The city’s Walter J. Sullivan Water Purification Facility in a screen capture from a Water Department video.

Cambridge will switch to getting all its drinking water from the Massachusetts Water Resources Authority system starting Tuesday because of rising levels of a worrisome group of chemicals in the city’s own water supply, the city announced Friday. Supply chain problems have also delayed installation of new filters designed to remove more of the chemicals, the announcement said.

The hazardous chemicals, called per- and polyfluoroalkyl substances, have been linked to a broad range of health effects, depending on exposure. The effects include reproductive and immune system problems, cancer, developmental impact in children and interference with hormones.

PFAS, a group of more than 1,000 chemicals, have been used widely since the 1950s in a variety of products including food packaging, firefighting foam and nonstick coatings on cookware. They break down so slowly that they are known as “forever chemicals” and are found throughout the environment. Most people have the chemicals at some level in their blood.

The U.S. Environmental Protection Agency in 2016 recommended a maximum level of 70 parts per trillion in drinking water for two of the most common PFAS chemicals, a tiny amount, but recently signaled that it will reduce that to a limit of practically zero because of recent health findings. In 2020, the Massachusetts Department of Environmental Protection set 20 parts per trillion as the limit for the combined total of six of the chemicals and has not yet responded to the federal agency’s newest advisory.

Cambridge has been measuring PFAS in its water since 2019 and decided this year to buy new water filter material – before the federal government’s move – to meet the state’s limit of 20 parts per trillion. The city’s water had met that limit except for one measurement in September that barely exceeded the maximum: 20.7 parts per trillion.

Now the city says it is measuring “increasing” levels of the chemicals in its treated drinking water and is switching to MWRA water as a precaution, for an estimated $2 million more in monthly costs. The shared water system found no or undetectable levels of the chemicals in its water for two quarters last year and as a result, the state has not required it to test for the chemicals since then. The federal government’s potential limit on the chemicals is so tiny that current laboratory methods can’t detect it.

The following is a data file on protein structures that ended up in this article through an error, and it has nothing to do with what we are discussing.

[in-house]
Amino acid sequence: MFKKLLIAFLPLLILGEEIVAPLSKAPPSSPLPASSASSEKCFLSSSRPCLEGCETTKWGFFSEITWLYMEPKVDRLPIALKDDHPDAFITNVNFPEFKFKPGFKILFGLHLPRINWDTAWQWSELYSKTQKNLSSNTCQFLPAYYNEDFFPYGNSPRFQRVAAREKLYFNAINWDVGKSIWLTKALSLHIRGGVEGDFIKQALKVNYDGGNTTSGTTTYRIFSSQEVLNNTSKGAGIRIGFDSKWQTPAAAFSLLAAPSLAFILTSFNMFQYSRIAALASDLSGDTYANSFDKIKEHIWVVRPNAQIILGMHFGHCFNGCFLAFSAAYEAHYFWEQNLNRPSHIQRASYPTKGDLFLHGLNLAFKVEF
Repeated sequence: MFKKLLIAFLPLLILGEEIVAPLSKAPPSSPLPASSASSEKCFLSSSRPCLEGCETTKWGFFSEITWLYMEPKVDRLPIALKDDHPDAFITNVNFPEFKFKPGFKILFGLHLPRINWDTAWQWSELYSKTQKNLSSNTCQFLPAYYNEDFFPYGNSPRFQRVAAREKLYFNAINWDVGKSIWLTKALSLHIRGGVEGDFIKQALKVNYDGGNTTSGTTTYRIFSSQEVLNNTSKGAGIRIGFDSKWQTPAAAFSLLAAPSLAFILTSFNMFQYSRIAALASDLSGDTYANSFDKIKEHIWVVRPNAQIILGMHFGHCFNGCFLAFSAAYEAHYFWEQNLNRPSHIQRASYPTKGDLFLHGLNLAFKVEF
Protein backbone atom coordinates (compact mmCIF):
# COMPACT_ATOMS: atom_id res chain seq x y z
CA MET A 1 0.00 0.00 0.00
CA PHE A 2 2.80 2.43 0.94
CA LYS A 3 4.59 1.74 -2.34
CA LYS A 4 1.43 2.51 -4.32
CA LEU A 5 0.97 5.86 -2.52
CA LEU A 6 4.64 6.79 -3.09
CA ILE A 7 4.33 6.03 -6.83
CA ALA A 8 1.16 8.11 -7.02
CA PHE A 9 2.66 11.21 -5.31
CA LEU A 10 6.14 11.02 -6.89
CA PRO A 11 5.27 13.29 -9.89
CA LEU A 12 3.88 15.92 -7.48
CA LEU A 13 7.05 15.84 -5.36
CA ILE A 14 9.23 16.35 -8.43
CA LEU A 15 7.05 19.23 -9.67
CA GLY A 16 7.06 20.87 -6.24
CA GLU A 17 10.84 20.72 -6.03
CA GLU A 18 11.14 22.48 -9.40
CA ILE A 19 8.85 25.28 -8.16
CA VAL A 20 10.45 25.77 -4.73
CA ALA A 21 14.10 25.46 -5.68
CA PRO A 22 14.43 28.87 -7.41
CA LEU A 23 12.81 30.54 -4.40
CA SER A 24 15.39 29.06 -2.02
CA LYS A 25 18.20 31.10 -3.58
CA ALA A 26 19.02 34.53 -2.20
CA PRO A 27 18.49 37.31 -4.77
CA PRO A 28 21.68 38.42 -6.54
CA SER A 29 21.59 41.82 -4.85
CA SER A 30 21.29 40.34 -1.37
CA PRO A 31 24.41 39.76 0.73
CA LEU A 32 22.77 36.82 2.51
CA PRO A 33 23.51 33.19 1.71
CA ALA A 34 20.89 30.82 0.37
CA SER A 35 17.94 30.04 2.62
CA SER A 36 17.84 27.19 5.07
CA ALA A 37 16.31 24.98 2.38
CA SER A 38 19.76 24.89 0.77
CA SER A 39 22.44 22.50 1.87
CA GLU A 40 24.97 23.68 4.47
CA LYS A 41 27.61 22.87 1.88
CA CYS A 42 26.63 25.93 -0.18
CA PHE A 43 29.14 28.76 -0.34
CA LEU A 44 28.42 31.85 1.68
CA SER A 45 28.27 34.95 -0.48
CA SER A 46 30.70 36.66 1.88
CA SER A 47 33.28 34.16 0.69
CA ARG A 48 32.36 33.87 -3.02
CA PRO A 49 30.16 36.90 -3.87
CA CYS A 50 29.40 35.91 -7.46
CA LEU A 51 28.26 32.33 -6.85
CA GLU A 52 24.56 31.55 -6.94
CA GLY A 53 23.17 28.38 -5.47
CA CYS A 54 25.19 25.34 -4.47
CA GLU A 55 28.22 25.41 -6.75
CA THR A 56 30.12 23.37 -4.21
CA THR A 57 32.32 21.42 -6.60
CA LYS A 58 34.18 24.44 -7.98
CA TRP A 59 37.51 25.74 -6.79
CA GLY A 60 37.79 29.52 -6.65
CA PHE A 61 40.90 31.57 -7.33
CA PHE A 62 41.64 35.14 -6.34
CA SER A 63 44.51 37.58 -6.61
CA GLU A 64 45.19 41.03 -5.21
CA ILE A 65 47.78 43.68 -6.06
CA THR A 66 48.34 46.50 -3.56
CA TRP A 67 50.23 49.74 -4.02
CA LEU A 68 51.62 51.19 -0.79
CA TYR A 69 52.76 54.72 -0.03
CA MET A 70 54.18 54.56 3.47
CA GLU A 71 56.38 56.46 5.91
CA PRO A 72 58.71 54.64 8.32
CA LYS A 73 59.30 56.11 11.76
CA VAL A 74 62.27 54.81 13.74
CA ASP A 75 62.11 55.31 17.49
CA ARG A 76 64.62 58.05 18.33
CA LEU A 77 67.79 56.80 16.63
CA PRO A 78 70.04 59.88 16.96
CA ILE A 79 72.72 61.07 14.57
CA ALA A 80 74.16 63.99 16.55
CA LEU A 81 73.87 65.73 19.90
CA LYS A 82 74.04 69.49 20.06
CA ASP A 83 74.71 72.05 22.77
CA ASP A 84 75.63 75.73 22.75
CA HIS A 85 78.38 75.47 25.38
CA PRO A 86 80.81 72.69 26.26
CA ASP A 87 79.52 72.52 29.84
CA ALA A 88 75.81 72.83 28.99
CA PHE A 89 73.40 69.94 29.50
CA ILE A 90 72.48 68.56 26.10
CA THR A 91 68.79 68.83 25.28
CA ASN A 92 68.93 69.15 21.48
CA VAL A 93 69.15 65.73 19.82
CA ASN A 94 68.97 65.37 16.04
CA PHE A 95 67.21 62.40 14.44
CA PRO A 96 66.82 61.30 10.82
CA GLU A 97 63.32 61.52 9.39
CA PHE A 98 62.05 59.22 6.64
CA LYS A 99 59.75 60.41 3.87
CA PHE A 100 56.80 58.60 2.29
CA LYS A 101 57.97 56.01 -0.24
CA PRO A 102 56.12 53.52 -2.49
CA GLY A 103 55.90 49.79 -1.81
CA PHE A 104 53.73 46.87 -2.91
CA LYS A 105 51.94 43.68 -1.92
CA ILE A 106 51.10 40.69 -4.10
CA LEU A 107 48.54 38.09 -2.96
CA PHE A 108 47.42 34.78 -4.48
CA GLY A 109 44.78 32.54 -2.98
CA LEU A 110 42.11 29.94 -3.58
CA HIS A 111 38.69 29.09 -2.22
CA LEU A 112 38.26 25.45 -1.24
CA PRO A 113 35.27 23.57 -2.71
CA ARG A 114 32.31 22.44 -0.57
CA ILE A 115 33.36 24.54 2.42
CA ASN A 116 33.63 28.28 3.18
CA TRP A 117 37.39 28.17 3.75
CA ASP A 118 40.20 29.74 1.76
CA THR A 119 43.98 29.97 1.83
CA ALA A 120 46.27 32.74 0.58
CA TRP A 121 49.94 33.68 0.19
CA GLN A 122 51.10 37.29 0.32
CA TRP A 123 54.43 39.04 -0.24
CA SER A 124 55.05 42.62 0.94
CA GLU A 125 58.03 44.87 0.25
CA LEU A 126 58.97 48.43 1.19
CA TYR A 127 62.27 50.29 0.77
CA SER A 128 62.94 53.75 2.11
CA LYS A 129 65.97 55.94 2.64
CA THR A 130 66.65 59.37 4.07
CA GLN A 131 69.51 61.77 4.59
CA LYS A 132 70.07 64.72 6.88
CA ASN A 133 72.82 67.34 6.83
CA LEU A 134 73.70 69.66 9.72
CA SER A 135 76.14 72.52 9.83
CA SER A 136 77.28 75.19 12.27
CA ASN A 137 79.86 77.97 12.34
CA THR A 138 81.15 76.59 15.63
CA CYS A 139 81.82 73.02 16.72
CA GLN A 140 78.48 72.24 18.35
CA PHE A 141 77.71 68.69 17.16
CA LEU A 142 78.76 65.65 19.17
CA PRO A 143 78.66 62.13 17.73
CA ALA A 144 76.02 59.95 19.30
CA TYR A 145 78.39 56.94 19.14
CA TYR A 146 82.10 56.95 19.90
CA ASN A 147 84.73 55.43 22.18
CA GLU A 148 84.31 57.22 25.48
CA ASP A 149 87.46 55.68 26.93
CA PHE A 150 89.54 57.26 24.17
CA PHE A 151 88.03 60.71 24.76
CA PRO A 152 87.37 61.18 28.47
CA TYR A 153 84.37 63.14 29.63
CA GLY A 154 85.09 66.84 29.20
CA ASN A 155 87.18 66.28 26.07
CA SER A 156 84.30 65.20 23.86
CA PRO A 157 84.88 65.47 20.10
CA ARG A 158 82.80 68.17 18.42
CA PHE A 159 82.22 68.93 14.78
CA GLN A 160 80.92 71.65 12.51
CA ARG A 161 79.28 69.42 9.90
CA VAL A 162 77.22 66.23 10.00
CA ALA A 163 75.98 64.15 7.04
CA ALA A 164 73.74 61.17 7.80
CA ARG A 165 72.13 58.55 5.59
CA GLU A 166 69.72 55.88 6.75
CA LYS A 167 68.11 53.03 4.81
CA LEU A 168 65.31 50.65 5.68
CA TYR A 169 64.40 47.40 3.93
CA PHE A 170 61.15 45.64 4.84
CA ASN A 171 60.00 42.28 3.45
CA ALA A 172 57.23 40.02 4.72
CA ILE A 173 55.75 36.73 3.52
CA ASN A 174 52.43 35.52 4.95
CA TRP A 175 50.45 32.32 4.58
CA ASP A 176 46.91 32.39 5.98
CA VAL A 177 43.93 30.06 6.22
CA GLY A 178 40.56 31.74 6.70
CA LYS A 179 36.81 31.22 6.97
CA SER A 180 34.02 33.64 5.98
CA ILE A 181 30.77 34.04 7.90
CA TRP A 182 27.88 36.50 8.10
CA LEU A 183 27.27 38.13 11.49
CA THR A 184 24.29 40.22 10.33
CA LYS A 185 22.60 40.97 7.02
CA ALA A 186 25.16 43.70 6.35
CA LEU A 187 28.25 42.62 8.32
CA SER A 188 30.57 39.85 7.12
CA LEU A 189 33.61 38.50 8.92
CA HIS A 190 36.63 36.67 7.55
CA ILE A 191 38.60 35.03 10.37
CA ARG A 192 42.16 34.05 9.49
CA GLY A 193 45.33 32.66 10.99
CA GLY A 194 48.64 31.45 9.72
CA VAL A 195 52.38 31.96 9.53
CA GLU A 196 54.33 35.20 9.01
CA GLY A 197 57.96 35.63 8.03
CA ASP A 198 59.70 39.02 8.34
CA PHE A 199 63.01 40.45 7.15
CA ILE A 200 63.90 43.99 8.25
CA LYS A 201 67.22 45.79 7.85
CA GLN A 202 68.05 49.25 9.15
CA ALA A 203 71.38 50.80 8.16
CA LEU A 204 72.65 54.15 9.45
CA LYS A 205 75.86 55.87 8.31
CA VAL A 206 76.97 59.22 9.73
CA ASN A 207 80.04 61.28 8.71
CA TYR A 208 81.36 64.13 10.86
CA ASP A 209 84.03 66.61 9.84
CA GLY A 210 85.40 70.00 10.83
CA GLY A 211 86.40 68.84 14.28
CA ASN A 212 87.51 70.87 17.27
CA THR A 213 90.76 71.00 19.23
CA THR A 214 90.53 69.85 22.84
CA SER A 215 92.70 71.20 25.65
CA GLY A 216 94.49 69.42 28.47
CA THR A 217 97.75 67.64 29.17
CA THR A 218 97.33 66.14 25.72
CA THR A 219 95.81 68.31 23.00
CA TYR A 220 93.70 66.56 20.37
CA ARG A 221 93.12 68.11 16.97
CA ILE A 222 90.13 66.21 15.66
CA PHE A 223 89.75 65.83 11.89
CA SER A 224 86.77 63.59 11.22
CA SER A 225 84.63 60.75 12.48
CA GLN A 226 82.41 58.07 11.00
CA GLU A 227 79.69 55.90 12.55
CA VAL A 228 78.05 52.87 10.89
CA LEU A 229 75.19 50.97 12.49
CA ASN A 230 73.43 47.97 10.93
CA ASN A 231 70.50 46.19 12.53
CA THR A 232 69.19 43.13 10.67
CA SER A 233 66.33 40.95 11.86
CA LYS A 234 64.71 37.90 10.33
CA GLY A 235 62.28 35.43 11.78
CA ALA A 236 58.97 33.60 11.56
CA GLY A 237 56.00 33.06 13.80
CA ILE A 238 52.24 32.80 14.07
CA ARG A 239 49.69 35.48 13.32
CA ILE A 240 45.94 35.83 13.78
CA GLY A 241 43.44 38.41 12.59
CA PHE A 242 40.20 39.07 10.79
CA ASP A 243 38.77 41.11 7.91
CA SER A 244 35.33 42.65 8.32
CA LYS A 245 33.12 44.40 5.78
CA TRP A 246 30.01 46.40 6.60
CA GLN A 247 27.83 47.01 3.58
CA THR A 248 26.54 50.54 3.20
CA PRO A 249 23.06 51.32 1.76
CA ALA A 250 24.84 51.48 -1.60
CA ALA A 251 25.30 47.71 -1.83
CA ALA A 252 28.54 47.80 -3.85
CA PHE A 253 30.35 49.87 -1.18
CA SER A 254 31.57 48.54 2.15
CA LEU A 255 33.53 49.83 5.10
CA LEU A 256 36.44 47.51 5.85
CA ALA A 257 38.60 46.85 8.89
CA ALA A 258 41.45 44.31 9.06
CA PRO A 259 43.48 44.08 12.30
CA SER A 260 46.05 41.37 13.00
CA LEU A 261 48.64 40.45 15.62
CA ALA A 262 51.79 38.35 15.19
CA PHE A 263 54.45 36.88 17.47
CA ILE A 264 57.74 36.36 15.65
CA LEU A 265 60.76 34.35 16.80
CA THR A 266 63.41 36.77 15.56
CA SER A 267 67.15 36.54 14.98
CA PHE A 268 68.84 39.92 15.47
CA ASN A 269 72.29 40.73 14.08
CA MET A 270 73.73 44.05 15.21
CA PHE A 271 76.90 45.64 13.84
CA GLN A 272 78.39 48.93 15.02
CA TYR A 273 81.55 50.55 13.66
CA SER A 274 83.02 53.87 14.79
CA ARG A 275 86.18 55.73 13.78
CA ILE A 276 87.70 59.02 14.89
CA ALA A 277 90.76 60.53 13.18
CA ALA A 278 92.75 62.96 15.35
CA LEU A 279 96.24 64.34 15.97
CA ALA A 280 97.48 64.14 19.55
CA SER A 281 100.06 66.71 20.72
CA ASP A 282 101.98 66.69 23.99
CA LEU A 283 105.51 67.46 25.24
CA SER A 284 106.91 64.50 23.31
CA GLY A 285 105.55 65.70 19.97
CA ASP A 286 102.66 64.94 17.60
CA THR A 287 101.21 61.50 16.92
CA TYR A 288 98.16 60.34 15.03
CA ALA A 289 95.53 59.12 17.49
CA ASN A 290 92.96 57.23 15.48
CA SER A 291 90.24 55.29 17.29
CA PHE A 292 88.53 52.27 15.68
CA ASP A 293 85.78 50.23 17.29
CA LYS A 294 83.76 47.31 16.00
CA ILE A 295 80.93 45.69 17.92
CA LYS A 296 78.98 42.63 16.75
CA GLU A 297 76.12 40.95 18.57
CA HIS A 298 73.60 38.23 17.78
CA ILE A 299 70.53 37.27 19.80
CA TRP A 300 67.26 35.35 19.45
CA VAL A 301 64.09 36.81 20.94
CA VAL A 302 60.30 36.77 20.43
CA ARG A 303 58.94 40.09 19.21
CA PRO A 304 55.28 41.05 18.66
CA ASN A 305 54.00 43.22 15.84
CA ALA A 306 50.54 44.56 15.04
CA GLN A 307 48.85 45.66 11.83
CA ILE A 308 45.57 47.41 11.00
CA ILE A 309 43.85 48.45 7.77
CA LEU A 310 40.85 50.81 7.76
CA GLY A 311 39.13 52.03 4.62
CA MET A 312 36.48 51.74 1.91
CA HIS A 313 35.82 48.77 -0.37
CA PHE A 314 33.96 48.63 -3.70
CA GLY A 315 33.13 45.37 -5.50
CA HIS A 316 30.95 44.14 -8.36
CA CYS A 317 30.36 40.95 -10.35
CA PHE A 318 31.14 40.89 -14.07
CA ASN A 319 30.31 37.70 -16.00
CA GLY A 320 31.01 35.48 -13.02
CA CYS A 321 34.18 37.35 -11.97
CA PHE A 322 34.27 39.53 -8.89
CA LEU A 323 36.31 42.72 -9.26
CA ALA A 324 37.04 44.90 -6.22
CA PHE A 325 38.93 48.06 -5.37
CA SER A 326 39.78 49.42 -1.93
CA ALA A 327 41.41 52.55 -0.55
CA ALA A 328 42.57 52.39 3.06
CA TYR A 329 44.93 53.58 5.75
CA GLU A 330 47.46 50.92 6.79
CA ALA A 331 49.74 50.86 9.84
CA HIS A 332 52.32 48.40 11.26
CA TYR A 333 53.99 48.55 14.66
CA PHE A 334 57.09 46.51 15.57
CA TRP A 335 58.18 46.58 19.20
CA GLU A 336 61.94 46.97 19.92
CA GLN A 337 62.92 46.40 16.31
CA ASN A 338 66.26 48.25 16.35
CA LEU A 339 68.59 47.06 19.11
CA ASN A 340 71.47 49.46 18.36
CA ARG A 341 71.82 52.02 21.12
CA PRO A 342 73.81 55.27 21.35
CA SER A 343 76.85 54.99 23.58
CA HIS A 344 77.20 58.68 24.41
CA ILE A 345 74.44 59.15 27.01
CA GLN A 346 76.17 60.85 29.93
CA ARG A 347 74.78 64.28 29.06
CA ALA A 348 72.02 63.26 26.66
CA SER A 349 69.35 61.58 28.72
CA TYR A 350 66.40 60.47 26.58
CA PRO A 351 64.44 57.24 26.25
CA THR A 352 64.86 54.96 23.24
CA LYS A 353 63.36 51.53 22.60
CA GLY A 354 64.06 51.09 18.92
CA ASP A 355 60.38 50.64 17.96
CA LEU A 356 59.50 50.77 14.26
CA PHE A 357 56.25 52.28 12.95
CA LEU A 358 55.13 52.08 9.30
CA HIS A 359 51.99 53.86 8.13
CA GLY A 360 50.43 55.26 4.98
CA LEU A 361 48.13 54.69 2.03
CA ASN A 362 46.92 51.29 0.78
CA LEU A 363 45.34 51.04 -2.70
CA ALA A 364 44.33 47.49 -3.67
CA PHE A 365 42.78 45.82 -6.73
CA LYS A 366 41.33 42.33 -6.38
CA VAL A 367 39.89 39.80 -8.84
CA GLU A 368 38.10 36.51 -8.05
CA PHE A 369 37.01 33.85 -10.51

City councillor Quinton Zondervan has long pushed for the switch to MWRA water. On Friday he said in an email: “As you know, I’ve been advocating for this for a long time, so I’m glad they’re finally doing what I’ve been asking for to protect the health and safety of our residents.”

The city’s announcement said it expected to use MWRA water until the end of this year. Zondervan said Cambridge should not return to using its own water supply even after it installs the new filters, because the filters won’t eliminate PFAS and also because city water has high chloride levels.

The city’s announcement did not mention the ongoing critical drought. The city gets its water from the Hobbs Brook Reservoir in Waltham and the Stony Brook Reservoir in Weston and Waltham. In March this year, before the drought worsened, PFAS levels at Stony Brook were 29 parts per trillion, well above the state limit, according to a presentation to the Water Board in May. The levels were 11.3 ppt at Hobbs Brook Reservoir and 19.3 ppt in Fresh Pond.

Water travels from Hobbs Brook Reservoir to Stony Brook Reservoir and is pumped to Fresh Pond, where it’s stored before treatment at the plant next to Fresh Pond. Then the treated water is pumped to an underground storage reservoir at Payson Park in Belmont. From there it’s distributed by gravity to residences and businesses in Cambridge.

Cambridge turning to the MWRA and its Quabbin Reservoir was last necessary during a 2016 drought, when the city’s water supply ran low.